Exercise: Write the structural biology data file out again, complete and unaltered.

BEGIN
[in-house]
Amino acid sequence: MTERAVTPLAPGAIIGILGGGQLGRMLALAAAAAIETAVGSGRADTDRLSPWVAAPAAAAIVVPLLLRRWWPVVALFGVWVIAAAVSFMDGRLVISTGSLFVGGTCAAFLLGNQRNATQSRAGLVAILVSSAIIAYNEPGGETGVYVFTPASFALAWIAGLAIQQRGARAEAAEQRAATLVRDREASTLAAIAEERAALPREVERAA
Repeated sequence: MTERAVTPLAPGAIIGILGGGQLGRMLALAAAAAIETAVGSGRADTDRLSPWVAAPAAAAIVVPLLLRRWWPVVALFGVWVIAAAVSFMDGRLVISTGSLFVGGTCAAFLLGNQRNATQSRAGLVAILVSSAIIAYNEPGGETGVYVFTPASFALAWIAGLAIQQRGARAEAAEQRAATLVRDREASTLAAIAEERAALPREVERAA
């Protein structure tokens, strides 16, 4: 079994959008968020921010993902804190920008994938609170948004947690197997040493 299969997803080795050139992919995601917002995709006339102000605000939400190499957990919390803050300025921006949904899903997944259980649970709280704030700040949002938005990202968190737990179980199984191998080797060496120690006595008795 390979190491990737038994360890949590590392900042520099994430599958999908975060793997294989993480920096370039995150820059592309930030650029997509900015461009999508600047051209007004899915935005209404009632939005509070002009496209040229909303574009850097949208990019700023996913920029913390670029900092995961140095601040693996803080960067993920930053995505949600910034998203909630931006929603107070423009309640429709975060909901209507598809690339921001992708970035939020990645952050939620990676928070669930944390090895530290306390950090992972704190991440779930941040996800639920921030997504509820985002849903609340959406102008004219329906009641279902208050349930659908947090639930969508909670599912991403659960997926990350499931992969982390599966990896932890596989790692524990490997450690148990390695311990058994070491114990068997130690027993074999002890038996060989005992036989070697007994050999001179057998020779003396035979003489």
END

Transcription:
[in-house]
Amino acid sequence: MTERAVTPLAPGAIIGILGGGQLGRMLALAAAAAIETAVGSGRADTDRLSPWVAAPAAAAIVVPLLLRRWWPVVALFGVWVIAAAVSFMDGRLVISTGSLFVGGTCAAFLLGNQRNATQSRAGLVAILVSSAIIAYNEPGGETGVYVFTPASFALAWIAGLAIQQRGARAEAAEQRAATLVRDREASTLAAIAEERAALPREVERAA
Repeated sequence: MTERAVTPLAPGAIIGILGGGQLGRMLALAAAAAIETAVGSGRADTDRLSPWVAAPAAAAIVVPLLLRRWWPVVALFGVWVIAAAVSFMDGRLVISTGSLFVGGTCAAFLLGNQRNATQSRAGLVAILVSSAIIAYNEPGGETGVYVFTPASFALAWIAGLAIQQRGARAEAAEQRAATLVRDREASTLAAIAEERAALPREVERAA
């Protein structure tokens, strides 16, 4: 079994959008968020921010993902804190920008994938609170948004947690197997040493 299969997803080795050139992919995601917002995709006339102000605000939400190499957990919390803050300025921006949904899903997944259980649970709280704030700040949002938005990202968190737990179980199984191998080797060496120690006595008795 390979190491990737038994360890949590590392900042520099994430599958999908975060793997294989993480920096370039995150820059592309930030650029997509900015461009999508600047051209007004899915935005209404009632939005509070002009496209040229909303574009850097949208990019700023996913920029913390670029900092995961140095601040693996803080960067993920930053995505949600910034998203909630931006929603107070423009309640429709975060909901209507598809690339921001992708970035939020990645952050939620990676928070669930944390090895530290306390950090992972704190991440779930941040996800639920921030997504509820985002849903609340959406102008004219329906009641279902208050349930659908947090639930969508909670599912991403659960997926990350499931992969982390599966990896932890596989790692524990490997450690148990390695311990058994070491114990068997130690027993074999002890038996060989005992036989070697007994050999001179057998020779003396035979003489």